Few yarns have been around long enough to be considered landmarks, and Tahki’s Donegal Tweed is certainly one of them. This earthy yarn is still spun in the very county for which the yarn was named—County Donegal in Ireland.
Donegal Tweed is both a style of yarn and the name of a specific yarn, which I’m reviewing here. The most notable characteristic of this yarn type is its coloring—subtly heathered hues punctuated by literal “flecks” of color. What appears red may actually, upon closer examination, be an artful layering of red, blue, purple, yellow, and perhaps a little black.
The fibers in Donegal Tweed are dyed first (“fleece dyed” or “dyed in the wool”), and only then are they blended together to create that telltale composite heathered color. Next come the actual “tweed,” or solid flecks of color. The trick here is to sufficiently incorporate the tweed so its flecks stay put in the yarn (and fabric) without blending so much that they lose their “pop” quality. The mills in County Donegal are among the most skilled at this technique, hence the yarn is named after them—and Tahki Donegal Tweed is spun in Donegal.
A true worsted-weight yarn, Tahki Donegal Tweed has been spun woolen for a more lofty, “homespun” look. If your only experience of woolen-spun yarns is the puffy farmhouse-style yarns of yore, Donegal Tweed may confuse you. It looks for all the world like a worsted-spun singles.
But if you untwist a length of the yarn just a little you’ll see that it’s actually composed of two fine, jumbled strands of fiber that have been twisted together so tightly that they almost seem wrapped around one-another like a barberpole.
Perfectly suited for beginners, Donegal is an easy knit. I used relatively sharp-tipped needles and they never snagged, no matter how quickly I knit or how often I gazed out the window.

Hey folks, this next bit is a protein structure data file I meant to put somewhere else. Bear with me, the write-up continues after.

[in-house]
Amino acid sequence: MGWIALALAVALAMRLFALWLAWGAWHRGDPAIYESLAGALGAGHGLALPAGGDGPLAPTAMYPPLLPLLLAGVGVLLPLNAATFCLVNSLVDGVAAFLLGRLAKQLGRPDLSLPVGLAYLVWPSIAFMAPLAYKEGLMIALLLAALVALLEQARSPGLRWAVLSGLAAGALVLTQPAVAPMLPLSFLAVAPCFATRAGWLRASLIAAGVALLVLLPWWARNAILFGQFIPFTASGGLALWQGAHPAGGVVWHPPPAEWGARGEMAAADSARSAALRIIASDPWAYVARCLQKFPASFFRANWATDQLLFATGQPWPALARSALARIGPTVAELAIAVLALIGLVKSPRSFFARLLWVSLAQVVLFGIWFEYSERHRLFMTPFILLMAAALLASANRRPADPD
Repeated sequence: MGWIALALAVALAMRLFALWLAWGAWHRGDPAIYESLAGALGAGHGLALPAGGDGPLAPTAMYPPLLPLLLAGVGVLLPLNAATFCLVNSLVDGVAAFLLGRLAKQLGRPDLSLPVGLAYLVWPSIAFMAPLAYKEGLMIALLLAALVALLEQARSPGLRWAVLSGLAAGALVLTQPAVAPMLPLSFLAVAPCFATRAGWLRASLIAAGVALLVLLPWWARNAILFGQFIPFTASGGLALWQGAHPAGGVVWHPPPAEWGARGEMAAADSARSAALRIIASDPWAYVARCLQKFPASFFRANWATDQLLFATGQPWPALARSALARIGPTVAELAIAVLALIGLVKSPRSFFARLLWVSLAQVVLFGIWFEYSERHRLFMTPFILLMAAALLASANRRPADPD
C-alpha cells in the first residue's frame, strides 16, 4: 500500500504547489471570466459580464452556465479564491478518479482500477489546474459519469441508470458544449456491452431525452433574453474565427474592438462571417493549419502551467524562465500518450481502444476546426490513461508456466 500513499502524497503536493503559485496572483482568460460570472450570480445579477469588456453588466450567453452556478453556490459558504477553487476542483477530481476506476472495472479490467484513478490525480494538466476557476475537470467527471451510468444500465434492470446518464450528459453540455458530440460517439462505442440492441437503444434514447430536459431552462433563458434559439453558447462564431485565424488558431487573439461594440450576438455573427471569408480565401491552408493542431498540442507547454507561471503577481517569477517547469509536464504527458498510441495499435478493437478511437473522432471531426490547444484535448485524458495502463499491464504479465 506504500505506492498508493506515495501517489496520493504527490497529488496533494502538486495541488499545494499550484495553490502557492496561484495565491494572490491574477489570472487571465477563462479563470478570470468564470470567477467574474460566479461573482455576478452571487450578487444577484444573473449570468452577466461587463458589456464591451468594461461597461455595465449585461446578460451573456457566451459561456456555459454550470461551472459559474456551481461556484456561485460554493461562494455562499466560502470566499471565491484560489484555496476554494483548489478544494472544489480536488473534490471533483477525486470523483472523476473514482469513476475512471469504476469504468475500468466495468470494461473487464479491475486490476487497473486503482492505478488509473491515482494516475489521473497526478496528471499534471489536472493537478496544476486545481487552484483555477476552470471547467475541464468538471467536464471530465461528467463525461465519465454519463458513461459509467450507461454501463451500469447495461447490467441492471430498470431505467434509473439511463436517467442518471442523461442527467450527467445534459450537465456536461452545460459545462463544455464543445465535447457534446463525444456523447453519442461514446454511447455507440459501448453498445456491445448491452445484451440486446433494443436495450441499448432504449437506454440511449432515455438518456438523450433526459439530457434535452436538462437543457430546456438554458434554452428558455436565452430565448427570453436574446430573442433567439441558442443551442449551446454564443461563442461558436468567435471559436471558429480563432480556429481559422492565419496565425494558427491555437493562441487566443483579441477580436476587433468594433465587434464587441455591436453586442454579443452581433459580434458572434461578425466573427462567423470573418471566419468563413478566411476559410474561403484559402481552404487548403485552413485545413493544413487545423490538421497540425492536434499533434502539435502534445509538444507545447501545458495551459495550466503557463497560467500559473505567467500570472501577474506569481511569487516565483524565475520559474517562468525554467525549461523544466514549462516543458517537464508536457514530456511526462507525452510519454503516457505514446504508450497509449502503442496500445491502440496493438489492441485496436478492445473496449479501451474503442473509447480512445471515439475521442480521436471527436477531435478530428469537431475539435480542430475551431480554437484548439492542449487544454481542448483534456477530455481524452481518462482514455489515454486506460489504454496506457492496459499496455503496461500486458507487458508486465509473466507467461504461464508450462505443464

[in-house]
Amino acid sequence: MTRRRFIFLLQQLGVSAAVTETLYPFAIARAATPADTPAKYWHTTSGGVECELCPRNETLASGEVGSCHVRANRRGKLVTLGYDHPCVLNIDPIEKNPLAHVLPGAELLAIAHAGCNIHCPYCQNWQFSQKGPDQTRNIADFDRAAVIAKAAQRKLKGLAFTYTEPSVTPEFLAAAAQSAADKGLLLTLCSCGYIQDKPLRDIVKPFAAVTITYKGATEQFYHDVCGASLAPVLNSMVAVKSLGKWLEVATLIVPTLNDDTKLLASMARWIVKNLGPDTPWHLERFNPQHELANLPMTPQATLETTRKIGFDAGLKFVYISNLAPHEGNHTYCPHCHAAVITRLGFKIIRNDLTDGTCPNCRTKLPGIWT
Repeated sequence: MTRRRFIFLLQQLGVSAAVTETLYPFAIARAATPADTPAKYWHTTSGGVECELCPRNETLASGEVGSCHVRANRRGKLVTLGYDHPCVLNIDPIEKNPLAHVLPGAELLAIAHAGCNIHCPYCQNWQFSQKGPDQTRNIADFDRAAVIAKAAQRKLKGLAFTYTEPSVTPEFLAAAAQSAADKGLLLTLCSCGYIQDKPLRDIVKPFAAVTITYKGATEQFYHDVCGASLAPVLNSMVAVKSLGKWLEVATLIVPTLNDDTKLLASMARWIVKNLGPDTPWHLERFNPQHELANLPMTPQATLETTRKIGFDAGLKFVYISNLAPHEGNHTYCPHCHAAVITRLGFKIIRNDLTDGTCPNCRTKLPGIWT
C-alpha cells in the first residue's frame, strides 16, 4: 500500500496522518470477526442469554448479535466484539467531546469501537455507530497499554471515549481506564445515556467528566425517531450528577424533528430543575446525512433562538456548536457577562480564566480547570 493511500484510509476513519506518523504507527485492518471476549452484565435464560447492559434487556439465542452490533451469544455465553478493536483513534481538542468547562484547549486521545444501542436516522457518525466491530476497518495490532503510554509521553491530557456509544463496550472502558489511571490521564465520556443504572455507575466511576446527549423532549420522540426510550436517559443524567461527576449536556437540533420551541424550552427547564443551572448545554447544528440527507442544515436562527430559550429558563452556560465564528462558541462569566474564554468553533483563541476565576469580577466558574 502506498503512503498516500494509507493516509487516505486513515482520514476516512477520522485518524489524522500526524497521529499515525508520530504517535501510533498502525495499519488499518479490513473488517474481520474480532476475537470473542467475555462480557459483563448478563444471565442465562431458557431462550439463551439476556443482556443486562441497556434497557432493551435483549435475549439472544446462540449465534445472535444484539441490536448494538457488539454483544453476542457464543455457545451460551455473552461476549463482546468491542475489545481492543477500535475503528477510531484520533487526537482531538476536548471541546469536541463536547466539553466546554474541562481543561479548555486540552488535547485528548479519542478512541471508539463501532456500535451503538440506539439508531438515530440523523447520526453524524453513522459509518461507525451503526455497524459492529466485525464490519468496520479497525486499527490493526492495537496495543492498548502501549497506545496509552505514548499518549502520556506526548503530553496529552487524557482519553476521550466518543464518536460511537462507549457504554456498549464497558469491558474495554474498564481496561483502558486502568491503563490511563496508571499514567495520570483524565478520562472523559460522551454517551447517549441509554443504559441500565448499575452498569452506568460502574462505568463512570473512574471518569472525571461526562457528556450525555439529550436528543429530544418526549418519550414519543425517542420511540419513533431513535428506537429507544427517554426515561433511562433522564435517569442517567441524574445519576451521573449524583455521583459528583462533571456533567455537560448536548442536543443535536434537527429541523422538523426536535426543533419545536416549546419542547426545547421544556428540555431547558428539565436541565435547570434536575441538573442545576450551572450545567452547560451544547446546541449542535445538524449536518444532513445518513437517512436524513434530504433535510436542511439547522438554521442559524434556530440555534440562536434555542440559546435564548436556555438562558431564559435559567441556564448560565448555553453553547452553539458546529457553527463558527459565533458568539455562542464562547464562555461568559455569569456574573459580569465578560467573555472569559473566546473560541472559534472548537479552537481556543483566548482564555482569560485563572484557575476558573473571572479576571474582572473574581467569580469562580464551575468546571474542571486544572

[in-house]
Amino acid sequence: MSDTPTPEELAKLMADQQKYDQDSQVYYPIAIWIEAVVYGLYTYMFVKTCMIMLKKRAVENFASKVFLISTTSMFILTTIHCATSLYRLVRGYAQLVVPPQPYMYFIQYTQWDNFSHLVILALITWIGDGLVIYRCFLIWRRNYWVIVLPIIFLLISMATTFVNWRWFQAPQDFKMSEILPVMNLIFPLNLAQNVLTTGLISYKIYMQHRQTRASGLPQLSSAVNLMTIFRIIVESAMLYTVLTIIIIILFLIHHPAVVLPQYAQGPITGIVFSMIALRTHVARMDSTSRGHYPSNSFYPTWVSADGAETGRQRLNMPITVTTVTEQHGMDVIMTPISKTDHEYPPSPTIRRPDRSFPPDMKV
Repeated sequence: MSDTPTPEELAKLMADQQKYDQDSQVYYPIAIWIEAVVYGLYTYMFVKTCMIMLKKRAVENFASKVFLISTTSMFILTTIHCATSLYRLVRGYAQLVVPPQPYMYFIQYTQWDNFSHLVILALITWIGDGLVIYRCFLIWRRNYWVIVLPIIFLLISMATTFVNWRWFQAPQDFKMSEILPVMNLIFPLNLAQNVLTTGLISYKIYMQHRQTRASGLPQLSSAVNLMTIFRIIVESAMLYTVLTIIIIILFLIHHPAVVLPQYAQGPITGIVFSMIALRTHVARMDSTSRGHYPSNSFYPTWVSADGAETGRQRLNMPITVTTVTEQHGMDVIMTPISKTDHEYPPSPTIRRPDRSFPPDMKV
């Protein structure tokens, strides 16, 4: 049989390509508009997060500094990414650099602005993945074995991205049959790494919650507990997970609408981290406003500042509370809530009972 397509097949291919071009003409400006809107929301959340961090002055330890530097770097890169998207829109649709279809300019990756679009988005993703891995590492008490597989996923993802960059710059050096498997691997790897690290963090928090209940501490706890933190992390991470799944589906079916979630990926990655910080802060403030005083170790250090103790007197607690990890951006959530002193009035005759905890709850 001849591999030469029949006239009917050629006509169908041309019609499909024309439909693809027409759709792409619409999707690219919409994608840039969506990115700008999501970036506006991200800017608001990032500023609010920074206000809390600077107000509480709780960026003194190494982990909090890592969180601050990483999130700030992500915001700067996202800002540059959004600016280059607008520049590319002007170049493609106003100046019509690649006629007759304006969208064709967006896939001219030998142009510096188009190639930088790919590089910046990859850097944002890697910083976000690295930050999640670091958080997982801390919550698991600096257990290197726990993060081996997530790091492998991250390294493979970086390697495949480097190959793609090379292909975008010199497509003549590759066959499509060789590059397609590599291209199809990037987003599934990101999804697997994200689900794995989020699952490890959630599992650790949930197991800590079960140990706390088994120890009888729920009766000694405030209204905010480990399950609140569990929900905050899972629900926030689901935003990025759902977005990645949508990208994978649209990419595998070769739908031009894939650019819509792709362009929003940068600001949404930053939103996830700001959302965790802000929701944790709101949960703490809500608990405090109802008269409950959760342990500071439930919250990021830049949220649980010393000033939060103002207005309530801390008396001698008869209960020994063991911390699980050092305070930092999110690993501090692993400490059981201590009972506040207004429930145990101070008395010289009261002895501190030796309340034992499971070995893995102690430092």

Working from the center of my center-pull ball, the yarn did get kinked up a few times. I just made sure to pull out generous lengths of yarn as I worked, and I occasionally dangled my work to release some of the twist. In only a few places did the twist get noticeably tight in my fabric.
Blocking / Washing
Here lies the magic of Donegal Tweed.
Because the yarn is so smooth and round, stitches can even look like they’ve been knit with spaghetti—and the tweed adding a sort of pesto effect.
Until you wash your fabric, it just looks like any other collection of knitted stitches. The fabric tends to be a little light, somewhat lumpy, and the edges often want to curl.
But the moment you drop that fabric into warm soapy water and give it a gentle squeeze to saturate the fibers, they begin to relax. Their fine, crimpy ends stretch their legs and get to know their neighbors, filling in all the open spaces in the fabric, loosening the tight ones, and truly making themselves at home.
Not only was the washed swatch smoother and more cohesive, with a delicate bloom across its surface, but it also felt distinctly softer to the touch. (Unwashed swatch at left, washed one at right.)
Remember when I said that this yarn looks like a singles, but it’s actually made of two strands of fiber that have been tightly twisted together? This wasn’t done just to be pretty—it helps give great strength and stability to a material that could otherwise be fragile.
Also aiding Tahki Donegal Tweed’s wearability is the fact that it isn’t made from the finest, most delicate (hence vulnerable to abrasion) fibers. Nor is it made with the wool equivalent of sandpaper, far from it. The wool in this yarn has sufficient staple length and fiber diameter to produce a surprisingly strong, well-wearing material while still maintaining a lofty and inviting hand.
If your fabric is going to offer up any pills at all, you’ll see them in the first wearing or two. Just pluck them off, or snip them if they’re reluctant to leave, and rest assured that should be the end of it.
Few yarns stick around for a long time, and Donegal Tweed is one of them. I suspect if Tahki ever threatened to stop carrying this yarn, half the knitting world would go on strike.
It’s also a fantastic felter. And if you happen to be a weaver, you’ll love the way this yarn fulls together in your fabric. Give it a few brushings to raise the nap and you’ll be one happy camper.
The food world has its notion of “terroir,” the idea that if you close your eyes and really focus you can pick up hints of a distinct geography, soil, water, air, you name it, in every sip of wine, every nibble of cheese. I like to think that yarn, too, can have terroir—and Donegal Tweed is a prime example. The terroir may be a little more subtle here, but it provides just as deep and enduring a satisfaction to the wearer.